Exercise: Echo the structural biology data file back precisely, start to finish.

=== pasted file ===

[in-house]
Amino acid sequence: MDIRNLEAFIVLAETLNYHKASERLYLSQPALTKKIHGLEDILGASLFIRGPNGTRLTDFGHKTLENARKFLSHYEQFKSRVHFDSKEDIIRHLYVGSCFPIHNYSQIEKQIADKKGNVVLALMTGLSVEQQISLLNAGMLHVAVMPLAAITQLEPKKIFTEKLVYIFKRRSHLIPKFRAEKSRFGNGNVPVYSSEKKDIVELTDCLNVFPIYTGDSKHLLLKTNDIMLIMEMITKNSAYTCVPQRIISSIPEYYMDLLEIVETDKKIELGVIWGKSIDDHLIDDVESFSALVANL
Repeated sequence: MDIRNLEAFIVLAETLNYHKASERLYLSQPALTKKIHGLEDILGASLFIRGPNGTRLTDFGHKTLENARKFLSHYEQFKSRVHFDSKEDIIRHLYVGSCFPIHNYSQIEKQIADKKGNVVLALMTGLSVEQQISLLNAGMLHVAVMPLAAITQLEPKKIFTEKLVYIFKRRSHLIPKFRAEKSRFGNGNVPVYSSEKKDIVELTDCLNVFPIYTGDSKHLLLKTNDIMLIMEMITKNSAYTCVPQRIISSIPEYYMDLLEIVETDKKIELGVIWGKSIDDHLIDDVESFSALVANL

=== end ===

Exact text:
[in-house]
Amino acid sequence: MDIRNLEAFIVLAETLNYHKASERLYLSQPALTKKIHGLEDILGASLFIRGPNGTRLTDFGHKTLENARKFLSHYEQFKSRVHFDSKEDIIRHLYVGSCFPIHNYSQIEKQIADKKGNVVLALMTGLSVEQQISLLNAGMLHVAVMPLAAITQLEPKKIFTEKLVYIFKRRSHLIPKFRAEKSRFGNGNVPVYSSEKKDIVELTDCLNVFPIYTGDSKHLLLKTNDIMLIMEMITKNSAYTCVPQRIISSIPEYYMDLLEIVETDKKIELGVIWGKSIDDHLIDDVESFSALVANL
Repeated sequence: MDIRNLEAFIVLAETLNYHKASERLYLSQPALTKKIHGLEDILGASLFIRGPNGTRLTDFGHKTLENARKFLSHYEQFKSRVHFDSKEDIIRHLYVGSCFPIHNYSQIEKQIADKKGNVVLALMTGLSVEQQISLLNAGMLHVAVMPLAAITQLEPKKIFTEKLVYIFKRRSHLIPKFRAEKSRFGNGNVPVYSSEKKDIVELTDCLNVFPIYTGDSKHLLLKTNDIMLIMEMITKNSAYTCVPQRIISSIPEYYMDLLEIVETDKKIELGVIWGKSIDDHLIDDVESFSALVANL